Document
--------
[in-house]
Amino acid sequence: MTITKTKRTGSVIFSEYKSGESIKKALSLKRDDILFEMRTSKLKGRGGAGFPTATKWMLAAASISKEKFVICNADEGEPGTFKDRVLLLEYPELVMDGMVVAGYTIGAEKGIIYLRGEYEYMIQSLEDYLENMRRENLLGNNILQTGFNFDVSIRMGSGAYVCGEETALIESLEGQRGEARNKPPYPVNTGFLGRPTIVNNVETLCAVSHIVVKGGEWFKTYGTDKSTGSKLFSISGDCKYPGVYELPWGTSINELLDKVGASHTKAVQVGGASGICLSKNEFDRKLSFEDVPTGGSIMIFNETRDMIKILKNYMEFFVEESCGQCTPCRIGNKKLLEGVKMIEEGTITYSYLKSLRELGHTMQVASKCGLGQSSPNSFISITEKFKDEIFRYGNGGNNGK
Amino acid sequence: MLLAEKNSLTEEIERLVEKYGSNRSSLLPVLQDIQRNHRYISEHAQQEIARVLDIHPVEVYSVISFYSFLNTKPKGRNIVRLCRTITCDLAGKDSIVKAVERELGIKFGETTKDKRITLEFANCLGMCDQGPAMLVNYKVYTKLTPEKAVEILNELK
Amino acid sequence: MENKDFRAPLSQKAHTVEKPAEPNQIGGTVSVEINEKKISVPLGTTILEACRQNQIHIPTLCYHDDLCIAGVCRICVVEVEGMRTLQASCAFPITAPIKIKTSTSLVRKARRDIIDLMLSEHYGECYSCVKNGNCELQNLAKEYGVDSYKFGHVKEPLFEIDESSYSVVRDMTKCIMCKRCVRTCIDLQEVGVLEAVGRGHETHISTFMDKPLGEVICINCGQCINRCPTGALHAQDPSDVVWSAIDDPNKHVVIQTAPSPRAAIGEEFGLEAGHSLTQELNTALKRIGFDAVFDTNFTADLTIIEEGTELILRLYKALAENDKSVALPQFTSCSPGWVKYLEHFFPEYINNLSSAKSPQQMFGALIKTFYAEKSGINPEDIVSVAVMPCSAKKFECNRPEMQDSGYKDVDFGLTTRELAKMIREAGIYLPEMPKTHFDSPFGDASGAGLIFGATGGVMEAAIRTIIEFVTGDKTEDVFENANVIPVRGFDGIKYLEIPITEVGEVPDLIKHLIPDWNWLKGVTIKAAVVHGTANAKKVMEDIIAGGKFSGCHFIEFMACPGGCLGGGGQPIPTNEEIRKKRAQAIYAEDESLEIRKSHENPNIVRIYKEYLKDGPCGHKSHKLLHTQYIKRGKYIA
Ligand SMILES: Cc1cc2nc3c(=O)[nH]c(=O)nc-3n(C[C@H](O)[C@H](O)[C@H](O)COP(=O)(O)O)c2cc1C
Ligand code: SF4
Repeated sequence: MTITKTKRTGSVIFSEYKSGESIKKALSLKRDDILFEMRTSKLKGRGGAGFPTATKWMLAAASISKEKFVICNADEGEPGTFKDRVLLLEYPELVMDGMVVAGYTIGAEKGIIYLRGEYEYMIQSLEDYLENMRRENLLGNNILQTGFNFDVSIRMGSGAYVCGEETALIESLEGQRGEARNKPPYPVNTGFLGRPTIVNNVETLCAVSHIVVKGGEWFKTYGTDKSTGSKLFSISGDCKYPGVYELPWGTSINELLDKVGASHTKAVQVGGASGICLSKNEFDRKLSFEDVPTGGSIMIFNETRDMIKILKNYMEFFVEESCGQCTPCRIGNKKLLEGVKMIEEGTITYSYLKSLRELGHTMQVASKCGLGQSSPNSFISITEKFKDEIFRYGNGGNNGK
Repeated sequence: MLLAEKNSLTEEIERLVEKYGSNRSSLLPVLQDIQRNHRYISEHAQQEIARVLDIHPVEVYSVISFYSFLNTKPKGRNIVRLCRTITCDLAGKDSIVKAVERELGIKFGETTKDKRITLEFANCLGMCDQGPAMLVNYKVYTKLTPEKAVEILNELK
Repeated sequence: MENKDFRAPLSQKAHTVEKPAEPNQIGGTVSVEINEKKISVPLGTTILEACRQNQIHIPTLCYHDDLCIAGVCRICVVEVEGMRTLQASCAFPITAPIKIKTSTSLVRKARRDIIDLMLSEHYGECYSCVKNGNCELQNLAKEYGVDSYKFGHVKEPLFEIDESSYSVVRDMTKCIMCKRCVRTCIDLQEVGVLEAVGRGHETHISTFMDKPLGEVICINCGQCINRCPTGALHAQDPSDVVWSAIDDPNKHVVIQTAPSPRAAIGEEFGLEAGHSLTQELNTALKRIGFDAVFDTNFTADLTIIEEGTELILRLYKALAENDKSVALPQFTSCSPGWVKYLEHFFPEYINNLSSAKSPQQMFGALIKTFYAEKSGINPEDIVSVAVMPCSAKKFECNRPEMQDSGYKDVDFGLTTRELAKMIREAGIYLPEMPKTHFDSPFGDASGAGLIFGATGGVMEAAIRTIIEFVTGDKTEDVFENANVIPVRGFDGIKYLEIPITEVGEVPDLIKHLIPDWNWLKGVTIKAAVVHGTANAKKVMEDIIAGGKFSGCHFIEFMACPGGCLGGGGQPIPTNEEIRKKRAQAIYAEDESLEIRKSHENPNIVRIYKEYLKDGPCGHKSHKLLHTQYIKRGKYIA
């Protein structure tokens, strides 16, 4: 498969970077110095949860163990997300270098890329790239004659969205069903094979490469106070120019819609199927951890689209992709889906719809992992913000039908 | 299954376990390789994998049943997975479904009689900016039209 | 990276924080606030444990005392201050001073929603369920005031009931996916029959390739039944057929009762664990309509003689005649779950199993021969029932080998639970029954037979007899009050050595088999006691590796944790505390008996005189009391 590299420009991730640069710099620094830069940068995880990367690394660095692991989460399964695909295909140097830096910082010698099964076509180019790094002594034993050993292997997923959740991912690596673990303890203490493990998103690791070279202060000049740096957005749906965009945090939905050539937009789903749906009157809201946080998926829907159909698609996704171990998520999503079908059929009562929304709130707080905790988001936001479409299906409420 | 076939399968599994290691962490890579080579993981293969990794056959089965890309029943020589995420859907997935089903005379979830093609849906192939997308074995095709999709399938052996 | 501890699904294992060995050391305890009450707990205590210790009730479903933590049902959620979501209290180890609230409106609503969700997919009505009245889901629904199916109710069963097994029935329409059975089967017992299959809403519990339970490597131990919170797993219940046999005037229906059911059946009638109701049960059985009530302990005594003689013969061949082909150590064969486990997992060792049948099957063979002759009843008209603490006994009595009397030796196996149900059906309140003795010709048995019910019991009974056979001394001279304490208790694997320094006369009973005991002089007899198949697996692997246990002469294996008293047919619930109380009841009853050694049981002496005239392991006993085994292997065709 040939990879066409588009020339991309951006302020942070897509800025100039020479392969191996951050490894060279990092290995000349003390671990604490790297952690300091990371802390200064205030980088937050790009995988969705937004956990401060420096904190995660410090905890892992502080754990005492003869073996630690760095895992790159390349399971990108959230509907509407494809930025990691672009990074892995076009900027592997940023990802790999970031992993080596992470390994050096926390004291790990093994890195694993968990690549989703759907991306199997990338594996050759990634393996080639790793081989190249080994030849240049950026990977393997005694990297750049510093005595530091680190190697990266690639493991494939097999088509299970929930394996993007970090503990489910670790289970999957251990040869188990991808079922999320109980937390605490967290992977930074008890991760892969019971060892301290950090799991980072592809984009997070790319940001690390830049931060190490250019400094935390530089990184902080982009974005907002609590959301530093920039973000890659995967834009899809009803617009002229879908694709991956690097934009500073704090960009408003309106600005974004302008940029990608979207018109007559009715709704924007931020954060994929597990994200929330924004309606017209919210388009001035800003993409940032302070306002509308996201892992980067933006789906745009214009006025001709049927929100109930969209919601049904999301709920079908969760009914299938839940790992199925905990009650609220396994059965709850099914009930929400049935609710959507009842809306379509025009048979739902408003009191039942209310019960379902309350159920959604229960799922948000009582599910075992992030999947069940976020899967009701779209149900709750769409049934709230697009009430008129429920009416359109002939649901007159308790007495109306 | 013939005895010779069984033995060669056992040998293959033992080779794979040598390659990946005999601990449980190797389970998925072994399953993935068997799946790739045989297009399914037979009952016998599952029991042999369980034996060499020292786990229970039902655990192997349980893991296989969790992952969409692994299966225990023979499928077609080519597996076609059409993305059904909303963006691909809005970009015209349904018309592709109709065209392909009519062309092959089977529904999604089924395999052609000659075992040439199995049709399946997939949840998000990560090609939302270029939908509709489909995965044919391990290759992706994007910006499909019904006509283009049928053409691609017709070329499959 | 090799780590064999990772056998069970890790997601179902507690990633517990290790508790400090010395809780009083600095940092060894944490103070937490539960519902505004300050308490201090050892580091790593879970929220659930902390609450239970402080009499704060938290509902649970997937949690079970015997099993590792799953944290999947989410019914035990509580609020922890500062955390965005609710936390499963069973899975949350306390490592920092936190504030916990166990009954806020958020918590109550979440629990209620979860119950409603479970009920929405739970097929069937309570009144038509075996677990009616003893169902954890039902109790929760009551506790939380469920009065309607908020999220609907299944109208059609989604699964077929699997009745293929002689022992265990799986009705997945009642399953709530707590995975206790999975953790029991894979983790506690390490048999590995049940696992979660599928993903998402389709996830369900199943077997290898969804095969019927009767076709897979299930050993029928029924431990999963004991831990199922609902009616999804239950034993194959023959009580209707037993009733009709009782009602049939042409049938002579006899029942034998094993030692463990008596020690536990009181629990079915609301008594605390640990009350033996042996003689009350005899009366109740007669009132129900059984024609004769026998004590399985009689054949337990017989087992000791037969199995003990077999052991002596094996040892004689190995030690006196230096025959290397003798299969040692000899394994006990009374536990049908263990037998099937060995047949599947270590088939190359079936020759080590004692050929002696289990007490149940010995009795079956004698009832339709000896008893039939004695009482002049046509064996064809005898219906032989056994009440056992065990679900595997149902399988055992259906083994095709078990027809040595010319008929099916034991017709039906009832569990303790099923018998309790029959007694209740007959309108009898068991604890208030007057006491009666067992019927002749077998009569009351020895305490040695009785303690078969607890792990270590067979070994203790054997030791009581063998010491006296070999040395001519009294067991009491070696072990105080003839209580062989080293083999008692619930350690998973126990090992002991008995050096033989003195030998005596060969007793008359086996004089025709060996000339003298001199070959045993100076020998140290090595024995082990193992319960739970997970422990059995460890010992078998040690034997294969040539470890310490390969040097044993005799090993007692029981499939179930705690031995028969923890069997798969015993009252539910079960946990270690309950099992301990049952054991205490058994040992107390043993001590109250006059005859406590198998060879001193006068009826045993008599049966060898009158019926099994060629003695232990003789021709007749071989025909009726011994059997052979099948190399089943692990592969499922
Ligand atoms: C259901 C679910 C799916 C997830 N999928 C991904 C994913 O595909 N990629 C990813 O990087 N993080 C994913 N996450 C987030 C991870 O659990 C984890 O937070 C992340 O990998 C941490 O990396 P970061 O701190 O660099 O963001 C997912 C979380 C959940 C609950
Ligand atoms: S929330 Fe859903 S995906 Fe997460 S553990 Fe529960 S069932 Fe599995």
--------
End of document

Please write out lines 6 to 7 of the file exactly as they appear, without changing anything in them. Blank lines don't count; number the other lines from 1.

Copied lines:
Ligand code: SF4
Repeated sequence: MTITKTKRTGSVIFSEYKSGESIKKALSLKRDDILFEMRTSKLKGRGGAGFPTATKWMLAAASISKEKFVICNADEGEPGTFKDRVLLLEYPELVMDGMVVAGYTIGAEKGIIYLRGEYEYMIQSLEDYLENMRRENLLGNNILQTGFNFDVSIRMGSGAYVCGEETALIESLEGQRGEARNKPPYPVNTGFLGRPTIVNNVETLCAVSHIVVKGGEWFKTYGTDKSTGSKLFSISGDCKYPGVYELPWGTSINELLDKVGASHTKAVQVGGASGICLSKNEFDRKLSFEDVPTGGSIMIFNETRDMIKILKNYMEFFVEESCGQCTPCRIGNKKLLEGVKMIEEGTITYSYLKSLRELGHTMQVASKCGLGQSSPNSFISITEKFKDEIFRYGNGGNNGK